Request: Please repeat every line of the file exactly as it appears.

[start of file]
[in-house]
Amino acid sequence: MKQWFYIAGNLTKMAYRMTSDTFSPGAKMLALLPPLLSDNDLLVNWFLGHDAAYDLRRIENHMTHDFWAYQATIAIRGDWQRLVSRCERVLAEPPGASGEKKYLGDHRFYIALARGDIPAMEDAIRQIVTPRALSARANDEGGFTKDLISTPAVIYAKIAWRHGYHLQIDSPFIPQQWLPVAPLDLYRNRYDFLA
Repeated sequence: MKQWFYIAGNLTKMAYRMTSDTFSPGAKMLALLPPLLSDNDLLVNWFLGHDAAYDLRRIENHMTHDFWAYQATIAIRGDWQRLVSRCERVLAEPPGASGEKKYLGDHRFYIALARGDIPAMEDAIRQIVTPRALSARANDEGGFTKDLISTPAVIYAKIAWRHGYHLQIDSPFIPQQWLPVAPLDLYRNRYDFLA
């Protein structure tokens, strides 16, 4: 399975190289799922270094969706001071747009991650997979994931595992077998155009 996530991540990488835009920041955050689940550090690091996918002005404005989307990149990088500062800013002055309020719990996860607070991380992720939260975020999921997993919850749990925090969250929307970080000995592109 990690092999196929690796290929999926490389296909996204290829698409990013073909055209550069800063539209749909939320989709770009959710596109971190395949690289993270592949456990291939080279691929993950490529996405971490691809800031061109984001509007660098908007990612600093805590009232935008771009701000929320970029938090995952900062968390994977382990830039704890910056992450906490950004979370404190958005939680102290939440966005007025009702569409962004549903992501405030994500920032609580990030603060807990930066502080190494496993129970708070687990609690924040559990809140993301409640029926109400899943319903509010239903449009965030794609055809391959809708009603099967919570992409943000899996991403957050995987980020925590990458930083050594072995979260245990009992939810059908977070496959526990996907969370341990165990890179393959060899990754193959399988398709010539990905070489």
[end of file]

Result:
[in-house]
Amino acid sequence: MKQWFYIAGNLTKMAYRMTSDTFSPGAKMLALLPPLLSDNDLLVNWFLGHDAAYDLRRIENHMTHDFWAYQATIAIRGDWQRLVSRCERVLAEPPGASGEKKYLGDHRFYIALARGDIPAMEDAIRQIVTPRALSARANDEGGFTKDLISTPAVIYAKIAWRHGYHLQIDSPFIPQQWLPVAPLDLYRNRYDFLA
Repeated sequence: MKQWFYIAGNLTKMAYRMTSDTFSPGAKMLALLPPLLSDNDLLVNWFLGHDAAYDLRRIENHMTHDFWAYQATIAIRGDWQRLVSRCERVLAEPPGASGEKKYLGDHRFYIALARGDIPAMEDAIRQIVTPRALSARANDEGGFTKDLISTPAVIYAKIAWRHGYHLQIDSPFIPQQWLPVAPLDLYRNRYDFLA
């Protein structure tokens, strides 16, 4: 399975190289799922270094969706001071747009991650997979994931595992077998155009 996530991540990488835009920041955050689940550090690091996918002005404005989307990149990088500062800013002055309020719990996860607070991380992720939260975020999921997993919850749990925090969250929307970080000995592109 990690092999196929690796290929999926490389296909996204290829698409990013073909055209550069800063539209749909939320989709770009959710596109971190395949690289993270592949456990291939080279691929993950490529996405971490691809800031061109984001509007660098908007990612600093805590009232935008771009701000929320970029938090995952900062968390994977382990830039704890910056992450906490950004979370404190958005939680102290939440966005007025009702569409962004549903992501405030994500920032609580990030603060807990930066502080190494496993129970708070687990609690924040559990809140993301409640029926109400899943319903509010239903449009965030794609055809391959809708009603099967919570992409943000899996991403957050995987980020925590990458930083050594072995979260245990009992939810059908977070496959526990996907969370341990165990890179393959060899990754193959399988398709010539990905070489």